Bill Busse: Hard work and optimism have been hallmarks of architect's life


At first glance it seems that Bill Busse has led a charmed life. In fact, Busse himself will tell you that the most auspicious events in his life -- attending Stanford University, meeting his wife of 66 years, becoming an architect -- were all mere matters of happenstance. Ever the modest man, he frequently expresses wonder and delight at how his life has turned out.

But upon closer inspection, you realize the truth: His charm, hard work and optimism have led to a wonderful life.

His long and happy marriage, his successful career as a pioneering architect, his numerous local and global philanthropic contributions, as well as his devotion to friends and family, are testaments to a life well-lived.

Born in Prescott, Arizona, in 1927, Busse graduated high school in 1945, near the end of World War II, and immediately joined the service.

"That's what everyone did then," he said.

The U.S. Navy sent him to the University of Southern California (USC) for two years to train as a pilot. It was in the USC library that his roommate introduced him to Barbara, his future wife. Although it was love at first sight, they had to wait two years, until he got his wings, before they could get married. Busse served as a jet fighter pilot until 1950; he is a veteran of both World War II and the Korean War.

After Busse's service ended, he and Barbara headed back to USC, where he planned to finish his college degree. However, a stop in Palo Alto to visit Barbara's sister changed his plans, as well as the course of his life. Although he said that he "didn't know Stanford from anywhere," he decided to attend the university to be closer to family.

The next concern was what he should study. As luck would have it, while stationed in Guam with the Navy, Busse designed a very popular bar, and this contributed to his decision to become an architect.

"I thought the design had something to do with its success," Busse joked.

After receiving his bachelor's and master's degrees from Stanford, Busse began his career, eventually making partner in the Palo Alto architectural firm Spencer & Associates. While there, he designed many of the buildings on the Stanford campus, including Tressider Memorial Union. Not only was this a design challenge that greatly elevated his reputation and career, but it remains his favorite project.

Busse's interests, even during his busy career, extended far beyond Palo Alto. During the Cold War between the United States and the Soviet Union, Busse worked with a group of Soviet and American scientists to prevent the possibility of nuclear war. They jointly published a highly acclaimed book of scientific articles, "Breakthrough," with an endorsement by then-USSR leader Mikhail Gorbachev. The Busses traveled often to the Soviet Union during the 1980s.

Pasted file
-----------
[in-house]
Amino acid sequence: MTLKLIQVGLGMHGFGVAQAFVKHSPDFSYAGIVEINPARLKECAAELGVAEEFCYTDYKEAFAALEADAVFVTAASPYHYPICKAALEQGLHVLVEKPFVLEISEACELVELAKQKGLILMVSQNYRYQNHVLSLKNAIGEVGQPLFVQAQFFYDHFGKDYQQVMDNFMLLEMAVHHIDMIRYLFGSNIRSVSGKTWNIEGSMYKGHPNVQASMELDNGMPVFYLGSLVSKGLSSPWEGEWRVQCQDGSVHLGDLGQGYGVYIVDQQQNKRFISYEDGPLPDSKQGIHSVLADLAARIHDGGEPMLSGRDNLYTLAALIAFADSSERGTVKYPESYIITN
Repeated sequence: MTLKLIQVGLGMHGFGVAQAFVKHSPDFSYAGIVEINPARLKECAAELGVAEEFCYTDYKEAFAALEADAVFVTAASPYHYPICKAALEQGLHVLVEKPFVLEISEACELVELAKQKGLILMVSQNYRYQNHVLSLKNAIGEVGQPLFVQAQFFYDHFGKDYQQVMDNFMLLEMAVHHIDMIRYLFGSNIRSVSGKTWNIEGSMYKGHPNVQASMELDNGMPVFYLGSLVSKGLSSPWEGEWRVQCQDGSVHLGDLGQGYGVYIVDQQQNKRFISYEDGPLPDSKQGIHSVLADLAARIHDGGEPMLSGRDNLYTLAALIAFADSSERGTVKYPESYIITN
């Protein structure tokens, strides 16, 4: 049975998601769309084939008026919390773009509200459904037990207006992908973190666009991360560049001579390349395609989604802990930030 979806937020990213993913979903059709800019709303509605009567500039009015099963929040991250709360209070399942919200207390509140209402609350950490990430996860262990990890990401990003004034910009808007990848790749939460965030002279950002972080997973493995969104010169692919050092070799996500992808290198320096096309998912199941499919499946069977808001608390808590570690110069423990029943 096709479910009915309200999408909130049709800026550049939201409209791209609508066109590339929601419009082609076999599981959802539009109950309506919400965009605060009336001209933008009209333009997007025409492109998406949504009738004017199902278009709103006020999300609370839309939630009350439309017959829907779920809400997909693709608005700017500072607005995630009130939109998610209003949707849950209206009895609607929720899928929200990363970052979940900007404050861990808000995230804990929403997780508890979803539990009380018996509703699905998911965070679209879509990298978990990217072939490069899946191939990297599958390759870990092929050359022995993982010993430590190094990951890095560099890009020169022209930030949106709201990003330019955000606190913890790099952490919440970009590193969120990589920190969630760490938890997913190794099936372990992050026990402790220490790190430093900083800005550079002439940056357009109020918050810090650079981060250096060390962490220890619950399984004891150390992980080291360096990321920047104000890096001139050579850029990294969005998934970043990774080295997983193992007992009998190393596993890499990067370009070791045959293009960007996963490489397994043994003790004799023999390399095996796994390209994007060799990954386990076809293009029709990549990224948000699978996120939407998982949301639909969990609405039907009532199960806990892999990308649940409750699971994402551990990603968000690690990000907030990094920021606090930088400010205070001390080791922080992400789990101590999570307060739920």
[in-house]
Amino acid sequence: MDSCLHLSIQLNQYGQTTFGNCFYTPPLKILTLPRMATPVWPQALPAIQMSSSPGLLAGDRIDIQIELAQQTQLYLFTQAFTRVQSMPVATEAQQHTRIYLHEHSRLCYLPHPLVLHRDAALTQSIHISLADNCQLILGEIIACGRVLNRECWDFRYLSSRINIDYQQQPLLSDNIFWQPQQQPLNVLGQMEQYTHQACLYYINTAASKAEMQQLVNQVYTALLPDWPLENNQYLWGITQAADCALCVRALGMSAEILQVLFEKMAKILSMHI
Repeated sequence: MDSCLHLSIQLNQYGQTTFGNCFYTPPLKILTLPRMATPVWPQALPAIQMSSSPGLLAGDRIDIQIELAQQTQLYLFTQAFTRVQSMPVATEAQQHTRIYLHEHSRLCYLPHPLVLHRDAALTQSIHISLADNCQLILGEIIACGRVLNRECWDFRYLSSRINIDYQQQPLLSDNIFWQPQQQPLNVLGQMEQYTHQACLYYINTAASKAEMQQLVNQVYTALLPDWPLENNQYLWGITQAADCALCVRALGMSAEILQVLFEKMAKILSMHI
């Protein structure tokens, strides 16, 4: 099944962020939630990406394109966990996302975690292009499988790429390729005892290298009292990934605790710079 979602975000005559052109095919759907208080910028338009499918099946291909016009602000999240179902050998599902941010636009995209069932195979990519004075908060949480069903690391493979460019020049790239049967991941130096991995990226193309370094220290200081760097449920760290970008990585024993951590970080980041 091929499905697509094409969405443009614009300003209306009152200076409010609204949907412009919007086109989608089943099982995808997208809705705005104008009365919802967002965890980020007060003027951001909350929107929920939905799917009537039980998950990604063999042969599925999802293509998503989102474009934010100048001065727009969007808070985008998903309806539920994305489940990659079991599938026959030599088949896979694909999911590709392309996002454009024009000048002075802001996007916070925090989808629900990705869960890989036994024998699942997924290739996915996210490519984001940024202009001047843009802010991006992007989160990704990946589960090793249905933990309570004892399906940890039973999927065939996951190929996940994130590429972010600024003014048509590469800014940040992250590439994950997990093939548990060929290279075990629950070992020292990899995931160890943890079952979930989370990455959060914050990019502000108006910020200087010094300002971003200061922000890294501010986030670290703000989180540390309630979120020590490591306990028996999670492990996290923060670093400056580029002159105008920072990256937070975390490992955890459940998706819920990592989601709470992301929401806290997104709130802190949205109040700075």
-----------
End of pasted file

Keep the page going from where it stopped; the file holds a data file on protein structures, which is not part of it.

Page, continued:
"They were thought of as our enemy, but meeting the people over there, we were absolutely amazed at what good people they were," he said. "It changes your outlook on the world, and you realize that there are good people everywhere."

Over the course of both his career and retirement, Busse has generously contributed to his local community in many ways. He has served on the Palo Alto Housing Commission, as vice president of environmental affairs for the Chamber of Commerce, as president of the Palo Alto YMCA Board of Directors and as president of the Rotary Club, where he has been a longtime member. Four years ago, Busse put his architectural talents to work for the club when they took on the project to build sun shades for a new picnic area in Greer Park.

"I designed them, and we got a crew of around 30 people to build them in our basement," Busse said.

But the Busses may be best-known for a more light-hearted endeavor: the tradition of ice-cream socials in their backyard when they lived on Ramona Street in Professorville.

"Every year when the peaches ripened, we would start making ice-cream with the crank-type ice-cream maker," he said. "We invited neighbors and relatives, and it grew to include most of the block and beyond."

Although he has a lifetime of achievements, Busse values his relationships with friends and family most.

"I'm proudest of my family, of course," he said. "We have great kids, great grandkids and great great-grandkids. We have met so many fine people in Palo Alto and wound up with some lifelong friends. That's really what life in Palo Alto has been about."

His advice to young people hoping to live a similar life of meaning and achievement?

"Follow your dreams and always think the best of other people, and then they'll be the best."

Click on the links below to read about the other Lifetimes of Achievement awards honorees:

Martin Deggeller: Creating environments for future generations

Judy Koch: Bringing high-quality books to all children

Jerry and Dick Smallwood: Couple sets up scholarship fund, the gift that keeps on giving

Emy and Jim Thurber: Chance, adventure, politics and partnership define the shared life of Los Altos couple

Freelance writer Kathy Cordova can be emailed at

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Like this comment
Posted by Busse's accomplishments
a resident of Downtown North
on May 7, 2016 at 6:20 pm

I thought Bill Busse designed the original Downtown Library. Is that true?

Like this comment
Posted by Busse's accomplishments
a resident of Downtown North
on May 14, 2016 at 12:26 pm

Maybe he just doesn't want to be associated with the cold remodel. It used to be a charming place.
What happened to those big wrought iron gates that graced the back door? Does the architect have them? They are quite valuable.

Sorry, but further commenting on this topic has been closed.

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